"My first suspicions of the lake's possible meteorite origin appeared after I first visited it in the summer of 1983. As I approached the lake I noticed the strange rise of the ground, beginning 200-300 meters before the lake. Just before the shore the slope became steeper and when I reached the ridge, the path turned sharply downward and the lake opened out before me in all its beauty. It lay in a deep, perfectly round bowl. The banks, covered in woods, fell steeply to the water. Here and there deep cracks were visible in the lake shore. These were ooze and peat deposits slowly slumping into the lake, unable to hold up on its steep banks. At the bottom of the cracks, fine snow-white sand was visible.
I took several pictures and descended to the water's edge. The water was clean and so clear that I could see the bottom sloping steeply into the depths. Climbing back up on the ridge, I walked around the lake. It was a perfect funnel shape, as if from an explosion, marred only by a deep gap in the northeast through which once upon a time water had flowed out of the lake and into the nearby Voymega river. The ring wall, especially well preserved along the southeast shore of the lake, the steep banks and the great depth, all indicated that at one time there had been a powerful explosion here.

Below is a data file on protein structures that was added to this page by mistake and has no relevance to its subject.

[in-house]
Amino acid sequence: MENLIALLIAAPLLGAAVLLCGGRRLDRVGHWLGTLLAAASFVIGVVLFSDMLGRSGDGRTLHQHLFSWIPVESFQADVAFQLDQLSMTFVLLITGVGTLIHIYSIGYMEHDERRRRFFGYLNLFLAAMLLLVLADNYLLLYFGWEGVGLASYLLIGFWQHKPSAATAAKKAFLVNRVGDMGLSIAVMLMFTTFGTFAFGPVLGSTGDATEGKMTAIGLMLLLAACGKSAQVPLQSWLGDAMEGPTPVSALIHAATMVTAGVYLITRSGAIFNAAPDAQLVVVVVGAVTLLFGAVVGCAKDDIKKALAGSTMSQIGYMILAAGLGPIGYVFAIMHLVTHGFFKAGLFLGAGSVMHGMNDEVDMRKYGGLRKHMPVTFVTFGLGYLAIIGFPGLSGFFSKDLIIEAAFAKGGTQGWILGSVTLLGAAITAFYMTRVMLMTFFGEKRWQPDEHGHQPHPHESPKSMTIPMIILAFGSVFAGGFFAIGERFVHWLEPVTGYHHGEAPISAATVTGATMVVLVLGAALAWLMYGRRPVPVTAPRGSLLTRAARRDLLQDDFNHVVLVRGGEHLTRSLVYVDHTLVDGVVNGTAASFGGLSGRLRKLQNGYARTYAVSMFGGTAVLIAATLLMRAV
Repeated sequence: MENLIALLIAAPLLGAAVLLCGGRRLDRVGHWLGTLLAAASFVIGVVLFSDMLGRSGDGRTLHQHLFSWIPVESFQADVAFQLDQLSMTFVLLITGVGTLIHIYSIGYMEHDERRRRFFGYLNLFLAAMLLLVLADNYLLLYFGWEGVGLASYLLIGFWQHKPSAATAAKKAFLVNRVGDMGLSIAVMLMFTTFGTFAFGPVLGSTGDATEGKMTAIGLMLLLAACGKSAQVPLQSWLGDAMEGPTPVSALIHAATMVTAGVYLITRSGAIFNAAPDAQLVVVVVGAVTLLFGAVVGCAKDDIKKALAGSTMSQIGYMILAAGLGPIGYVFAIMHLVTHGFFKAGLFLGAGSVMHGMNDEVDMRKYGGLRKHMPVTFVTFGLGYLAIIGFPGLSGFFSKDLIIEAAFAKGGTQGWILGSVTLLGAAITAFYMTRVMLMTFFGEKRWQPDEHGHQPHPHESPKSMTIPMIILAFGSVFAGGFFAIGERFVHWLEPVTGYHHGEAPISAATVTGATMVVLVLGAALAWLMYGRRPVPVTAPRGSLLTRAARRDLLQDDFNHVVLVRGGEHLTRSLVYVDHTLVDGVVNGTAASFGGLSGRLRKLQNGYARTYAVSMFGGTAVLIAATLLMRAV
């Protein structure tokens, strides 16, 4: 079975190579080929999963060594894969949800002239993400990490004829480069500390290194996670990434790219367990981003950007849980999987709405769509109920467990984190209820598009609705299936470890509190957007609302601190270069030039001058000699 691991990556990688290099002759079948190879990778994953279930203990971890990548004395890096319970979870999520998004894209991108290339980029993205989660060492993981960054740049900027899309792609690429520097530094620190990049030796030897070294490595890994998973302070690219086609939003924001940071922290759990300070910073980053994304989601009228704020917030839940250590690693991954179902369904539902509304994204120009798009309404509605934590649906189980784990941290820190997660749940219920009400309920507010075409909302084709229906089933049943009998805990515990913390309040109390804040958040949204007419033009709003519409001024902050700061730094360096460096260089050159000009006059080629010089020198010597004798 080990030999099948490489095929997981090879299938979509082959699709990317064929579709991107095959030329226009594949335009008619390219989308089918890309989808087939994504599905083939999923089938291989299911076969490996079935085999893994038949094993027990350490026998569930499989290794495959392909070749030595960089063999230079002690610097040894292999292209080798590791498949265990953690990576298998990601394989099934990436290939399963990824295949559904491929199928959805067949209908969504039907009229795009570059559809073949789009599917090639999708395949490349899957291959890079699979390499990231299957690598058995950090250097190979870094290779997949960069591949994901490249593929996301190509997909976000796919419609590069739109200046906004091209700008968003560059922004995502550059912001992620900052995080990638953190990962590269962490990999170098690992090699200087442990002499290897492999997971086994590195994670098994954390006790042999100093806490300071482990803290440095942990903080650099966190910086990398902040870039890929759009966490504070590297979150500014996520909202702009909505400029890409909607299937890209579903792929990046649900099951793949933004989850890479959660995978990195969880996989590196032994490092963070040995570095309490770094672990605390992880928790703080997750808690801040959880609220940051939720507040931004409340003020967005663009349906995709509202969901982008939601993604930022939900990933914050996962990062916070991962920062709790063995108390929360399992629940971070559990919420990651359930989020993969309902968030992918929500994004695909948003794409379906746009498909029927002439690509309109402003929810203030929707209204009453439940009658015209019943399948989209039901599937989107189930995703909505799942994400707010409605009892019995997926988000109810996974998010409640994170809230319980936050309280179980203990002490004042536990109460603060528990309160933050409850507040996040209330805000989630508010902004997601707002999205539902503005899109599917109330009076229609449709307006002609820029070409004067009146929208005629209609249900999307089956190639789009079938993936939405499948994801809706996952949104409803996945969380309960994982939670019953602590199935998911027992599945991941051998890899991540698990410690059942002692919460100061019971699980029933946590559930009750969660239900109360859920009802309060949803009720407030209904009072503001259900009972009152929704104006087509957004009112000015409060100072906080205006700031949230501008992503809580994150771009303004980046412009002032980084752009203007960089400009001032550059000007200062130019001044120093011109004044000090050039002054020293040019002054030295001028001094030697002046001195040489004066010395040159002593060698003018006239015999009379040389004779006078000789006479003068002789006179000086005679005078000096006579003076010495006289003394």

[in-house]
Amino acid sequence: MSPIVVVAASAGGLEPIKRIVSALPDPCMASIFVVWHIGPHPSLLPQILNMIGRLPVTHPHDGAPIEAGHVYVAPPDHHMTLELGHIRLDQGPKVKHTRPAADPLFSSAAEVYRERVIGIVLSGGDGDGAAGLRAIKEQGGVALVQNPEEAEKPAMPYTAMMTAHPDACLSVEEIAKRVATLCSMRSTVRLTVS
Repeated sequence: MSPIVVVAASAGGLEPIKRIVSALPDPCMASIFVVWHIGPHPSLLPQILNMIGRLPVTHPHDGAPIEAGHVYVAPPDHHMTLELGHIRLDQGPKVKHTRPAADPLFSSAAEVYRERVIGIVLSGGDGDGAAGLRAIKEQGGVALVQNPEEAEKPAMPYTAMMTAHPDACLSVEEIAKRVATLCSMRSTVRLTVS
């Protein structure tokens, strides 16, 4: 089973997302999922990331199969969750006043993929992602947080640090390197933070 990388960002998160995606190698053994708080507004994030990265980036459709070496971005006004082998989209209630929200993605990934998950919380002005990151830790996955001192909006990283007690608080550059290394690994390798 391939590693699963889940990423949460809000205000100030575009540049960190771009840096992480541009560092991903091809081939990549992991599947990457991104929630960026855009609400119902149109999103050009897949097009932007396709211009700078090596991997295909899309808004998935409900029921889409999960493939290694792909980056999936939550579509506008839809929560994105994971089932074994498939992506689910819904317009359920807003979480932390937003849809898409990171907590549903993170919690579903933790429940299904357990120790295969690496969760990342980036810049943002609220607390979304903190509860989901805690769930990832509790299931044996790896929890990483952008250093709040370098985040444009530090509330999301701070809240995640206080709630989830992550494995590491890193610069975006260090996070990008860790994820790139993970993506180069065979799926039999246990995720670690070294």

I contacted the Meteorite Committee. Dr. R. L. Khotinok suggested that I speak to Dr. U. V. Kestlane of the Estonian Academy of Sciences. I met with him in Tallinn. I told him about the lake and showed the photographs I had brought with me. He was very interested in my story and in June, 1989, he came to see me with a group of scientists.
We investigated the lake, performing a topographic survey and digging sampling trenches on its banks. One trench on the northern bank proved to be the most interesting. In it we found a large number of stones of different shapes and sizes. At a depth of two meters was a dark layer of soil resembling organic material beginning to petrify. Deeper down were layers of clay which were deformed and in places torn up, which usually is evidence of an explosion.
We attempted to search for meteorite fragments using a metal detector, but the territory was covered with all kinds of different pieces of metal and we had to give up the search. With this the expedition finished up and departed, taking with it soil samples from the lake.
In the winter of 1985 I visited the lake again and measured its depth. The depth was twenty meters, although fishermen with whom I had spoken earlier told me that the depth used to be forty meters. It is possible that the depth may have been 40 meters before but that the slumping of the banks was helping to decrease the depth. The water level used to be higher, but when artesian wells were drilled in the town of Roshal the level fell. The smell of hydrogen sulfide which used to come from the lake water also disappeared. That smell apparently was the source of the lake's name, Smerdyachee ("Stinking Lake")."